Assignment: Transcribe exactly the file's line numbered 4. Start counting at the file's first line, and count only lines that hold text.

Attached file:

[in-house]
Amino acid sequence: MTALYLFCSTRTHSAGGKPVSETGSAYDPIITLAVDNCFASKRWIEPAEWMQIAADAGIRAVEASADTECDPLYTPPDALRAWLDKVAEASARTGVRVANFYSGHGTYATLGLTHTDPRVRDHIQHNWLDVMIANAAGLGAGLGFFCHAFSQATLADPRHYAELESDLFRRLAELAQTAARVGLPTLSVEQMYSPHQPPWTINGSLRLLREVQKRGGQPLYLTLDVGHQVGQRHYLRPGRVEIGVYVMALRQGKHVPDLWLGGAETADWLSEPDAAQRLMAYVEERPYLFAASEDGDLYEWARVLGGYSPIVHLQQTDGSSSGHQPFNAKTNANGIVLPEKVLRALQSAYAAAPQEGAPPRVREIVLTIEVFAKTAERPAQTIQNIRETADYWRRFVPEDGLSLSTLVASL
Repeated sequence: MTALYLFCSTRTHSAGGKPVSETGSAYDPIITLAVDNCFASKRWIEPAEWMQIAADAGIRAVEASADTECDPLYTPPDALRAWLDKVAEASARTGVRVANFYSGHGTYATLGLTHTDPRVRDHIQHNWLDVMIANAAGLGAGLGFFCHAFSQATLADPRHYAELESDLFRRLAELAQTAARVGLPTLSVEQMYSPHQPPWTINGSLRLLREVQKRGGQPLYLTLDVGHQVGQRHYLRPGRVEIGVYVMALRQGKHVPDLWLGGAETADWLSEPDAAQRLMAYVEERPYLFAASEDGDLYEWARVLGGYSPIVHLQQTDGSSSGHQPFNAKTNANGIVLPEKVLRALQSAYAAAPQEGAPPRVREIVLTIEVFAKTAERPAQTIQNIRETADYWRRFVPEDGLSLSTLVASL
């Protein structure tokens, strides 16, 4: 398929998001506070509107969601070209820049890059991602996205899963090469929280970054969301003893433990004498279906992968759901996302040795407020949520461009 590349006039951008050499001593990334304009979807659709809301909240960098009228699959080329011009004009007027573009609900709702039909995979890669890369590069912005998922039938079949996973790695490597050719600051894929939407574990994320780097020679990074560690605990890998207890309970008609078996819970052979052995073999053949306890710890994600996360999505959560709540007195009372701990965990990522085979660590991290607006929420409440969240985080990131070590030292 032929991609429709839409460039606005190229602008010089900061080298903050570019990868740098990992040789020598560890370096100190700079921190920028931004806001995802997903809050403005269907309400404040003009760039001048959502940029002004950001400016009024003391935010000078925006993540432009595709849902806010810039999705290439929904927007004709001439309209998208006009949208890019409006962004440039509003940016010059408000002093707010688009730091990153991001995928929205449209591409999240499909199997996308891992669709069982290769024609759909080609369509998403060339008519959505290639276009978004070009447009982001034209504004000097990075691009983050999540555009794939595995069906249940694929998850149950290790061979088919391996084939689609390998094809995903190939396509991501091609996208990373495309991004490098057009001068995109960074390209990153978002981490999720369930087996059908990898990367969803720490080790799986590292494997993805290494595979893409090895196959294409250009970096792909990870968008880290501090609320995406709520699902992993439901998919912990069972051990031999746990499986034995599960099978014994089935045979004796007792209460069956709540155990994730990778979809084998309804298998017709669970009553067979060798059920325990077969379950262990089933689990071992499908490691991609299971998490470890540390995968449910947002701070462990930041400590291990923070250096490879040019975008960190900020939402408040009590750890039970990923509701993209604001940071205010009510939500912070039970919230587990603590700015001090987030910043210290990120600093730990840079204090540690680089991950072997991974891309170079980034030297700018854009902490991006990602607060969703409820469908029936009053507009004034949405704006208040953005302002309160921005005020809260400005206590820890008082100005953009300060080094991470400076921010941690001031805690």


């Protein structure tokens, strides 16, 4: 398929998001506070509107969601070209820049890059991602996205899963090469929280970054969301003893433990004498279906992968759901996302040795407020949520461009 590349006039951008050499001593990334304009979807659709809301909240960098009228699959080329011009004009007027573009609900709702039909995979890669890369590069912005998922039938079949996973790695490597050719600051894929939407574990994320780097020679990074560690605990890998207890309970008609078996819970052979052995073999053949306890710890994600996360999505959560709540007195009372701990965990990522085979660590991290607006929420409440969240985080990131070590030292 032929991609429709839409460039606005190229602008010089900061080298903050570019990868740098990992040789020598560890370096100190700079921190920028931004806001995802997903809050403005269907309400404040003009760039001048959502940029002004950001400016009024003391935010000078925006993540432009595709849902806010810039999705290439929904927007004709001439309209998208006009949208890019409006962004440039509003940016010059408000002093707010688009730091990153991001995928929205449209591409999240499909199997996308891992669709069982290769024609759909080609369509998403060339008519959505290639276009978004070009447009982001034209504004000097990075691009983050999540555009794939595995069906249940694929998850149950290790061979088919391996084939689609390998094809995903190939396509991501091609996208990373495309991004490098057009001068995109960074390209990153978002981490999720369930087996059908990898990367969803720490080790799986590292494997993805290494595979893409090895196959294409250009970096792909990870968008880290501090609320995406709520699902992993439901998919912990069972051990031999746990499986034995599960099978014994089935045979004796007792209460069956709540155990994730990778979809084998309804298998017709669970009553067979060798059920325990077969379950262990089933689990071992499908490691991609299971998490470890540390995968449910947002701070462990930041400590291990923070250096490879040019975008960190900020939402408040009590750890039970990923509701993209604001940071205010009510939500912070039970919230587990603590700015001090987030910043210290990120600093730990840079204090540690680089991950072997991974891309170079980034030297700018854009902490991006990602607060969703409820469908029936009053507009004034949405704006208040953005302002309160921005005020809260400005206590820890008082100005953009300060080094991470400076921010941690001031805690």